I may have been the only person in that bar not drinking, but I enjoyed the night just as much, and woke up early the next morning with no hangover, fatigue or regrets. Today, as we roll into 2022, I’m still not drinking — and it’s probably not what you think.
Hi, my name is Melissa, and I’m not an alcoholic. (In case you know my story already, I am a recovering drug addict, but my use never included alcohol.) I’ve never had a problem with alcohol, or even questioned whether I had a problem with alcohol. I didn’t drink to excess, I never drank at home, and I didn’t consume regularly. I was a casual drinker in every aspect — and still, I found myself questioning my relationship with alcohol.
It’s not just me; millions of people are getting curious about sobriety.
Although the early days of the pandemic prompted spikes in alcohol sales, the past few years have also brought an increased demand for beverages with low or no alcohol. More people are mentioning “nonalcoholic beverages”on social media, doing searches for “benefits of quitting drinking” and ordering craft mocktails. In August, Gallup found that 60 percent of U.S. adults reported drinking alcoholic beverages, down from 65 percent in 2019 and on the low end of rates reported over the past two decades.
More and more people are starting to look at the role alcohol plays in our lives and ask, “Is this still serving me?” And many of us are taking a good, hard look and saying, “Not really, no.”
As the co-founder of the Whole30 program, I’m no stranger to abstinence. The program, first established in 2009, is a 30-day reset for your health, habits and relationship with food — all of which includes alcohol, too. The elimination portion requires that you abstain completely for 30 straight days — often in January or September, which have become the most popular months — and during reintroduction, pay close attention to the effect alcohol has on your energy, sleep, cravings, mood, health conditions and more.
I’ve given up alcohol for a month as part of my a Whole30 many times over the past 12 years, and in pre-Whole30 days, once abstained for a year as part of my fitness goals. In between, I was a casual drinker when out with friends, traveling for business or having dinner at my parents’ house. But in September 2018, all of that changed with my “I’m not drinking right now” experiment.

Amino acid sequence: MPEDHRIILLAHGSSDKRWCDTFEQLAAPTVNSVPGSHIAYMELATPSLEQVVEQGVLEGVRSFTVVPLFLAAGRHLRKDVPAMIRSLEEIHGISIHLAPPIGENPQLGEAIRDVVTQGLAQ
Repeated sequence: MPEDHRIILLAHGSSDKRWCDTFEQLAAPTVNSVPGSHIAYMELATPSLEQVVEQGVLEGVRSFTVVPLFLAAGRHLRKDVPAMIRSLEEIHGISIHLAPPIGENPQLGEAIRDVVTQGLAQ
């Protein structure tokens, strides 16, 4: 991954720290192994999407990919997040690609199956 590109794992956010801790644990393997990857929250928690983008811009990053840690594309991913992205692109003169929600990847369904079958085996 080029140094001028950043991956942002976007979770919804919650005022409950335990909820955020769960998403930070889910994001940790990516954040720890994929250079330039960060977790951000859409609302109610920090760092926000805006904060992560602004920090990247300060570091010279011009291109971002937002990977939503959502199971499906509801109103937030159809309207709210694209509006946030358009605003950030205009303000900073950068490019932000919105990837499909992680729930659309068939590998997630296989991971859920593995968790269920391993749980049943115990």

One night on the couch with my now-husband, I questioned out loud whether I even needed alcohol in my life any more. I rarely drank at that point, and when I did, I enjoyed it less than I used to.
“Why don’t you take some time off?” he suggested. I immediately agreed, deciding I wouldn’t drink that month along with the rest of the September Whole30’ers.
As the month rolled on, I felt fantastic. My sleep improved, I had more energy for the gym in the morning, I got through an entire two-week book tour without getting sick (a first), and I felt more confident in social settings, having realized that even a little alcohol often made me distracted and self-conscious. I still socialized, still went out for “drinks,” still traveled for business and dined with my parents, but I was BYO LaCroix and zero-proof cocktails all month long, citing my Whole30-esque commitment.
About mid-October, I realized that technically my experiment was over — I was so happy with how things were going I didn’t even notice.
I really didn’t want to go back to drinking, but I wasn’t ready to say I’d never drink again. So I adopted the phrase, “I’m not drinking right now,” without defining how long “right now” was. I wondered if friends and colleagues would give me a hard time now that I didn’t have a 30-day commitment to fall back on.
It turns out, all I needed in social settings were those two little words: “right now.”